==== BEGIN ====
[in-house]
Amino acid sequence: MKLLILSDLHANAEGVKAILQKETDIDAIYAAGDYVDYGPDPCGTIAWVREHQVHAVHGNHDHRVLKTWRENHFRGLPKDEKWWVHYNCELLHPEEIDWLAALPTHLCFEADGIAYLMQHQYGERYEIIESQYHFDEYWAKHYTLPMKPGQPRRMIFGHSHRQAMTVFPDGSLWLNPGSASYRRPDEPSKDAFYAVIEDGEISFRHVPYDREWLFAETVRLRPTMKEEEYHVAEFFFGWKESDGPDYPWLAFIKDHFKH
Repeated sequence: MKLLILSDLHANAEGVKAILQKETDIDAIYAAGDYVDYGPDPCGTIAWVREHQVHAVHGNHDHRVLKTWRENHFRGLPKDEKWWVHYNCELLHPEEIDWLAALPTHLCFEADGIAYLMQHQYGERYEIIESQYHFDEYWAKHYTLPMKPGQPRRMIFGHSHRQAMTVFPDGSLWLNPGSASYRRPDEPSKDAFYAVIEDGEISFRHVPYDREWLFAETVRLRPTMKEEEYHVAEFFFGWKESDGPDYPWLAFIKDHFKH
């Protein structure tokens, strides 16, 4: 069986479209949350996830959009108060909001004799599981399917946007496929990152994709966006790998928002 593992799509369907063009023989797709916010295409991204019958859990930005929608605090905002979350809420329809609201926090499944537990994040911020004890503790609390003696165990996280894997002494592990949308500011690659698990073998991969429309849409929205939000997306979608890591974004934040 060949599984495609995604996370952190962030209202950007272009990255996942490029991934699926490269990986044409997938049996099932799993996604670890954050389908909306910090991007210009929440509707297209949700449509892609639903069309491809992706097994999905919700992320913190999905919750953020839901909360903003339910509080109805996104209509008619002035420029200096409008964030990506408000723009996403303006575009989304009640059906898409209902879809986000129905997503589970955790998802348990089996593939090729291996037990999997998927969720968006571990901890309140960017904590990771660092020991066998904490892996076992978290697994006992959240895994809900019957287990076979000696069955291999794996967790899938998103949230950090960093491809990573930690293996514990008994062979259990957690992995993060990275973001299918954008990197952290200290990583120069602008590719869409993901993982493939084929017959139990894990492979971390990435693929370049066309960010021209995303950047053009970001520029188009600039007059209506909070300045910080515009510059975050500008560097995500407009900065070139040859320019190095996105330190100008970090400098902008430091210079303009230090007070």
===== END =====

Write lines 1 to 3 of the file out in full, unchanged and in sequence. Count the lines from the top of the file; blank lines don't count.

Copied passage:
[in-house]
Amino acid sequence: MKLLILSDLHANAEGVKAILQKETDIDAIYAAGDYVDYGPDPCGTIAWVREHQVHAVHGNHDHRVLKTWRENHFRGLPKDEKWWVHYNCELLHPEEIDWLAALPTHLCFEADGIAYLMQHQYGERYEIIESQYHFDEYWAKHYTLPMKPGQPRRMIFGHSHRQAMTVFPDGSLWLNPGSASYRRPDEPSKDAFYAVIEDGEISFRHVPYDREWLFAETVRLRPTMKEEEYHVAEFFFGWKESDGPDYPWLAFIKDHFKH
Repeated sequence: MKLLILSDLHANAEGVKAILQKETDIDAIYAAGDYVDYGPDPCGTIAWVREHQVHAVHGNHDHRVLKTWRENHFRGLPKDEKWWVHYNCELLHPEEIDWLAALPTHLCFEADGIAYLMQHQYGERYEIIESQYHFDEYWAKHYTLPMKPGQPRRMIFGHSHRQAMTVFPDGSLWLNPGSASYRRPDEPSKDAFYAVIEDGEISFRHVPYDREWLFAETVRLRPTMKEEEYHVAEFFFGWKESDGPDYPWLAFIKDHFKH